Becoming Savvy with Sentence Structures: Part Three



Sentence structures are the beams of the building of composition. The stronger and better formed they are, the firmer our communication foundation will be.

Part One of our discussion introduced us to simple and compound sentences. In Part Two, we explored complex and compound-complex sentences. Let’s take a brief look at all four as a recap.

Simple Sentence Compound Sentence
  • one subject, one verb
  • at least two main (independent) clauses
  • no dependent (subordinate) clause
  • joined by a conjunction and a comma or by a semicolon
  • may include other parts of speech (e.g., adjectives, adverbs, objects)

Examples: Simple Sentence
Cats (subject) meow (verb).
The shepherd’s sheep (subject) have wandered (verb) away (adverb).
His fastball (subject) reaches (verb) ninety-nine miles per hour (direct object).

Examples: Compound Sentence
Cats meow (main clause), and dogs bark (main clause).
The shepherd’s sheep have wandered away (main clause), but they will not go far (main clause).
His fastball reaches ninety-nine miles per hour (main clause); his slider hits eighty-eight (main clause).

Complex Sentence Compound-Complex Sentence
  • one main clause, at least one dependent clause (often starting with a word showing reliance, such as when, because, so, and that
  • at least two main clauses, at least one dependent clause

Examples: Complex Sentence
When I grow up (dependent clause), I want to be an astronaut (main clause).
The roads are closed today (main clause) because it’s snowing so much (dependent clause).
I have given you all of my money (main clause), so you will have to wait until tomorrow for the rest (dependent clause).

Examples: Compound-Complex Sentence
When I grow up (dependent clause), I want to be an astronaut (main clause); my sister wants to be a physician (main clause).
The roads are closed today (main clause) because it’s snowing so much (dependent clause), but they might reopen if it stops (main clause).
I have given you all the money (main clause) that I have (dependent clause), so you will have to wait until tomorrow for the rest (dependent clause), and then I will owe no more (main clause).

To complete our review of sentence structures, we’ll next want to consider how to use them together to achieve greater style in our writing.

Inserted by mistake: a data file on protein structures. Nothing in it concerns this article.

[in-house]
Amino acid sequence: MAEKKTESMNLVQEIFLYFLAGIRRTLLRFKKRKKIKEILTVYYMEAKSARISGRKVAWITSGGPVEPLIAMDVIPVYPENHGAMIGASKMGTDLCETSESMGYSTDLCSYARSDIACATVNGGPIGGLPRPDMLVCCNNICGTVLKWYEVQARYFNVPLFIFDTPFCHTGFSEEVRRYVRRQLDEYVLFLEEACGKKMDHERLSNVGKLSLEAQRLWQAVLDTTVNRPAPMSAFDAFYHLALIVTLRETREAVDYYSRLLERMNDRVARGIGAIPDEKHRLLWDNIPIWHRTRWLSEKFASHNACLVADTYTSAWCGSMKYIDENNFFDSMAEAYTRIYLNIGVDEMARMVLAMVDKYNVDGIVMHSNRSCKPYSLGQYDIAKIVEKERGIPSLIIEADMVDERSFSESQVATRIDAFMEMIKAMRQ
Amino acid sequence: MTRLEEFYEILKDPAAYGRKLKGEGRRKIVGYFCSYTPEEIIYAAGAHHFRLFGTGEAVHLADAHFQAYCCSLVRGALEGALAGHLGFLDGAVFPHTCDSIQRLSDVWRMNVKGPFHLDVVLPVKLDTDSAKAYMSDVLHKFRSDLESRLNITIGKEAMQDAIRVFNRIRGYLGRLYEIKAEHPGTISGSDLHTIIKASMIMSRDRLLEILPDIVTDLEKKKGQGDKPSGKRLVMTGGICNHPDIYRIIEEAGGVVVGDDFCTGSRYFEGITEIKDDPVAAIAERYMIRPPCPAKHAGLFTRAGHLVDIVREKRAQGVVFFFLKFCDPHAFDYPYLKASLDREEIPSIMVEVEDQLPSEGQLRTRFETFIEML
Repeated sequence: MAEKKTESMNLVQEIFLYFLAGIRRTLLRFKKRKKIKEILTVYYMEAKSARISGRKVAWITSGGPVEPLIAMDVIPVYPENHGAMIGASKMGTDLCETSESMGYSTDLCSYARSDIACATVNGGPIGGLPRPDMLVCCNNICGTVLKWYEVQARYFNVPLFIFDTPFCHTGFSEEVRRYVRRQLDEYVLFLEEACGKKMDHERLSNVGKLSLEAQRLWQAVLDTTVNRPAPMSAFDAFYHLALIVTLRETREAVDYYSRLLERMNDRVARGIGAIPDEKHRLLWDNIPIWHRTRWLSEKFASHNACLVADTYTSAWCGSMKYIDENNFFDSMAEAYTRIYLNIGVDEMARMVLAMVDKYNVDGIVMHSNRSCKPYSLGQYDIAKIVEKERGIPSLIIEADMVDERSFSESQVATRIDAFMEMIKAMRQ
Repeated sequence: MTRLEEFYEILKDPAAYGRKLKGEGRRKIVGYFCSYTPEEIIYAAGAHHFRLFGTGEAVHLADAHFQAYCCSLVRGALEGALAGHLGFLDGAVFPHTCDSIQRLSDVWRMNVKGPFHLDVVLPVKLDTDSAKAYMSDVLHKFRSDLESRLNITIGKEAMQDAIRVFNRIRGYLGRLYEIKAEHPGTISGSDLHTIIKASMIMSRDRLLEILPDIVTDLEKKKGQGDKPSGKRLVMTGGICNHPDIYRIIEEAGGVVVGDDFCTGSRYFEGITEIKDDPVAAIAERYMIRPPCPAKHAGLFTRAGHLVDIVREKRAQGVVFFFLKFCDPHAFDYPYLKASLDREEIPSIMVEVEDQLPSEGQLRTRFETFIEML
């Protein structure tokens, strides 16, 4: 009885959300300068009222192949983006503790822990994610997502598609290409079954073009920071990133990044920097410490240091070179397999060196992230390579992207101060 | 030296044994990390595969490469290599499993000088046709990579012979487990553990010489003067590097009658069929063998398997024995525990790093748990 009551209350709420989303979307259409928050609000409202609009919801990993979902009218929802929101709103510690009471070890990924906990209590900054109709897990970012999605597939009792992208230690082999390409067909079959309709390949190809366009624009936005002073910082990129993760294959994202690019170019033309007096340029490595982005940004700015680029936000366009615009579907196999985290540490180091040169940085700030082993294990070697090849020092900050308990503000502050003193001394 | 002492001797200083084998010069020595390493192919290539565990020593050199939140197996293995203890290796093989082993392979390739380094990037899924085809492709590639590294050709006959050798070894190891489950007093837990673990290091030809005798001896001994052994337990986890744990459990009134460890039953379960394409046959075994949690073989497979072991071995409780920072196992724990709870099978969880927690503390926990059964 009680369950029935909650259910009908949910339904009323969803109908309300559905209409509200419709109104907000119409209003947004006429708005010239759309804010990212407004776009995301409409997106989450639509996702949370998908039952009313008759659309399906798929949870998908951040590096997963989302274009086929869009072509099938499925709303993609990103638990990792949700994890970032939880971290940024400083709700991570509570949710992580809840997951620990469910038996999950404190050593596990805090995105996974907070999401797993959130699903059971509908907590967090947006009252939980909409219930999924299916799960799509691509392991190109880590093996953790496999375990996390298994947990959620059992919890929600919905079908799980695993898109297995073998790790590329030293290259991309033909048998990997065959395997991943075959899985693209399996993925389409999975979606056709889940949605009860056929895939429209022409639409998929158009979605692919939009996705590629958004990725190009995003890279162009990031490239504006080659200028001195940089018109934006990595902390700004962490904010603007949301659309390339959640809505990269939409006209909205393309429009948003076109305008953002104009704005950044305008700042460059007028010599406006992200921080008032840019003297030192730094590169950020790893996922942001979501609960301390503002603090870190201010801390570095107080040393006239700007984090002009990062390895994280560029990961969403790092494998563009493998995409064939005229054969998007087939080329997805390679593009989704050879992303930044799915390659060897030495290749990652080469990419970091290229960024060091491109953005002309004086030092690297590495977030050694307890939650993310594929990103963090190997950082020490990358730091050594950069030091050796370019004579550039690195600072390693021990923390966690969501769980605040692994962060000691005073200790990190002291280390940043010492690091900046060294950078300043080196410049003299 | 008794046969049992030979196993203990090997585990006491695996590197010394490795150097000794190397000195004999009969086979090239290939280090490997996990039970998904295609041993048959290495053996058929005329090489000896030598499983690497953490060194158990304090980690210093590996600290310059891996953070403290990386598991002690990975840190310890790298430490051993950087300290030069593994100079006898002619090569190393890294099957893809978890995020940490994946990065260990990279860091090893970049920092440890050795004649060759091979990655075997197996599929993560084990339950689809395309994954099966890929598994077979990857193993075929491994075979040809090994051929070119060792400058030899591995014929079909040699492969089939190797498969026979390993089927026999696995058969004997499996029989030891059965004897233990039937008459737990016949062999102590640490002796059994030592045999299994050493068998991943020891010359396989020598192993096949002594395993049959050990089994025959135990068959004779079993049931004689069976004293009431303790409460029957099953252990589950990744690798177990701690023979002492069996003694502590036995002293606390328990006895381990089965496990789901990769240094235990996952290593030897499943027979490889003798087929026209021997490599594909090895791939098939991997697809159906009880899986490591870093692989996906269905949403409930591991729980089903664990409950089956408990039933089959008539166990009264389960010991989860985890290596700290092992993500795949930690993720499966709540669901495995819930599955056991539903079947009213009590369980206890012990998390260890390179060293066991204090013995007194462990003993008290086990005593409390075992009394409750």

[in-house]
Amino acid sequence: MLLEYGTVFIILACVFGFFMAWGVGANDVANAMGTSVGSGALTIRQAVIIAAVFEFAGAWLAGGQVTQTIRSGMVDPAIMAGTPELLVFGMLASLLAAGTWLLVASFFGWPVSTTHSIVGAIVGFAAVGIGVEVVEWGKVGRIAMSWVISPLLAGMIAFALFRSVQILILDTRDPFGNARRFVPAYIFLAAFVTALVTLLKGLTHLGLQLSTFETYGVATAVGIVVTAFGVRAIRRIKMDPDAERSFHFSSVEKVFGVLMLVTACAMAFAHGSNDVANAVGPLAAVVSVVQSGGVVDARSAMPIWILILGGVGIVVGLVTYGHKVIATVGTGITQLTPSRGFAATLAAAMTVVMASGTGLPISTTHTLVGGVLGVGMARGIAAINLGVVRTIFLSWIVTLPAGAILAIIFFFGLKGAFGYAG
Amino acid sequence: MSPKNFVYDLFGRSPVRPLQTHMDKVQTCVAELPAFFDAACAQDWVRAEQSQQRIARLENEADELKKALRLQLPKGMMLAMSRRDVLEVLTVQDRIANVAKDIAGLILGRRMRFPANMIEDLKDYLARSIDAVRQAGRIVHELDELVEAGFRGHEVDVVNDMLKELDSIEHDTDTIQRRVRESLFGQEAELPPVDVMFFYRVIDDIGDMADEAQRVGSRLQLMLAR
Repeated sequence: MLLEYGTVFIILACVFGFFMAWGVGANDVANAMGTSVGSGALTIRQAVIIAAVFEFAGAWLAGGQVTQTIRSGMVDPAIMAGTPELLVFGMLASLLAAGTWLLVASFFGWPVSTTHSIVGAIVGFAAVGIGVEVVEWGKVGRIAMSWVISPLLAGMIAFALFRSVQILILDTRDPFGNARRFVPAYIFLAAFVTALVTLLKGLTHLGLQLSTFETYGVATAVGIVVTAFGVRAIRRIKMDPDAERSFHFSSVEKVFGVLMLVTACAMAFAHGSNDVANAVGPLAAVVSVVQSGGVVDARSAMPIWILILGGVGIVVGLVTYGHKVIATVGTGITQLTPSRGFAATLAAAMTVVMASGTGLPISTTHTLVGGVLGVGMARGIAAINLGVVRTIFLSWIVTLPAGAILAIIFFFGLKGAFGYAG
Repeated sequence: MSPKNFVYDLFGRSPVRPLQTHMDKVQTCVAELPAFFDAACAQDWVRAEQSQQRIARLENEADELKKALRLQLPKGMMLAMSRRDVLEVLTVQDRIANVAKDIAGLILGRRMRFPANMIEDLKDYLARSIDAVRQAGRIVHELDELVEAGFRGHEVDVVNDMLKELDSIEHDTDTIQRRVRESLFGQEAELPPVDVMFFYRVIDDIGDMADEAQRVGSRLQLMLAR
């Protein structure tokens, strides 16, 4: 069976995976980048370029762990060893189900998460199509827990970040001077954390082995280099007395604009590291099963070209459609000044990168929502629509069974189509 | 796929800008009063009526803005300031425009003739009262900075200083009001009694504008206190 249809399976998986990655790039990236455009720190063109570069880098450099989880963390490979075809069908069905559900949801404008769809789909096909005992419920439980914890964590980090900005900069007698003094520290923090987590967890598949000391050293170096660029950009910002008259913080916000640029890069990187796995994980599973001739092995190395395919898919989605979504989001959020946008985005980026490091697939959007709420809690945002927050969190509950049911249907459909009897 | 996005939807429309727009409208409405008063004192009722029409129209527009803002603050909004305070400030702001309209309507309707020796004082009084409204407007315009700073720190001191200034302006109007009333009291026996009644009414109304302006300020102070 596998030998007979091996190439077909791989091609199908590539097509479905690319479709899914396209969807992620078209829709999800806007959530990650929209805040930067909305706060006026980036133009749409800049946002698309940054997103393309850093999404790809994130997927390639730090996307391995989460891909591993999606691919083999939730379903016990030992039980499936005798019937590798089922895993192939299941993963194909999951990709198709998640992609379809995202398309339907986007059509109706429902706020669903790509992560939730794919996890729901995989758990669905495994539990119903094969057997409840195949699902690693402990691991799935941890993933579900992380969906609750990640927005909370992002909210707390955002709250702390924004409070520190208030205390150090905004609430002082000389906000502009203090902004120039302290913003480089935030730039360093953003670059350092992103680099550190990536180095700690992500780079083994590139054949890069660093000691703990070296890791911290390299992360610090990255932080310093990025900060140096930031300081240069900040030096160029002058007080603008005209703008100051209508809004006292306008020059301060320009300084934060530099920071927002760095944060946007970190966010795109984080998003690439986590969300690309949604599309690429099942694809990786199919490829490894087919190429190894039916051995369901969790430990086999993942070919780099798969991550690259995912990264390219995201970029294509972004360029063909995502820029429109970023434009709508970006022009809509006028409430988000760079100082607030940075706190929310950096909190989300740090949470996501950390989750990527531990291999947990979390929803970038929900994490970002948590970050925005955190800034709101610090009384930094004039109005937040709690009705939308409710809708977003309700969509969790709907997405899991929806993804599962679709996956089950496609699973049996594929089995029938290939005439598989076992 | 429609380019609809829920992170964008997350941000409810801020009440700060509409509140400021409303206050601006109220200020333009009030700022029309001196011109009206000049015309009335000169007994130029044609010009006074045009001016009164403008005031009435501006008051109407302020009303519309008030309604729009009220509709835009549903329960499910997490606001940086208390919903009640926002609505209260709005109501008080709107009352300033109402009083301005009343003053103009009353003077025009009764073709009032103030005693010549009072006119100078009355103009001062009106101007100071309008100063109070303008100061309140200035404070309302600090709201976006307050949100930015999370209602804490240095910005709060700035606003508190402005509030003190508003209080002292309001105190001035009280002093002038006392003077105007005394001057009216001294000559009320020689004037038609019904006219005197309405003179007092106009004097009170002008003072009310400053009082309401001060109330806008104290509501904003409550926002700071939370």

Applying the Four Types

Good prose skillfully mixes the four sentence types. It also varies their lengths.

Consider the following text using all simple sentences:

Bernice loves the rodeo. Her father was a rancher. Their family had many animals. She grew up around horses. Her father often let her ride them. She became very comfortable with them. In time she could even stay on the broncos. She also learned to rope calves.

This format is forthright, but an overuse of or overreliance on one sentence type can make writing choppy and droning. Let’s see how compound structures can help break the monotony.

Bernice loves the rodeo [simple]. Her father was a rancher, and their family had many animals [compound with conjunction]. She grew up around horses; her father often let her ride them [compound with semicolon]. She became very comfortable with them, and in time she could even stay on the broncos [compound with conjunction]. She also learned to rope calves [simple].

A little bit better. Now let’s look at adding a complex sentence for enhancing effect.

Bernice loves the rodeo [simple]. Because her father was a rancher, their family had many animals [complex]. She grew up around horses; her father often let her ride them [compound]. She became very comfortable with them, and in time she could even stay on the broncos [compound]. She also learned to rope calves [simple].

Now let’s insert a compound-complex structure to complete our transformation from a mechanical, repetitive paragraph to a more stylized one with all four sentence types.

Bernice loves the rodeo [simple]. Because her father was a rancher, their family had many animals [complex]. She grew up around horses, and her father often let her ride them, which made her very comfortable with them [compound-complex]. In time she could even stay on the broncos; she also learned to rope calves [compound].

Crisp composition can take many forms. You might have a short paragraph of all simple sentences followed by one with a few complex sentences. You can start content with two compound sentences and finish it with a compound-complex sentence. The possibilities are endless: You need only understand the four types and practice their combined sound and flow to become a master of melodious writing.

Posted on Tuesday, May 14, 2019, at 11:00 pm

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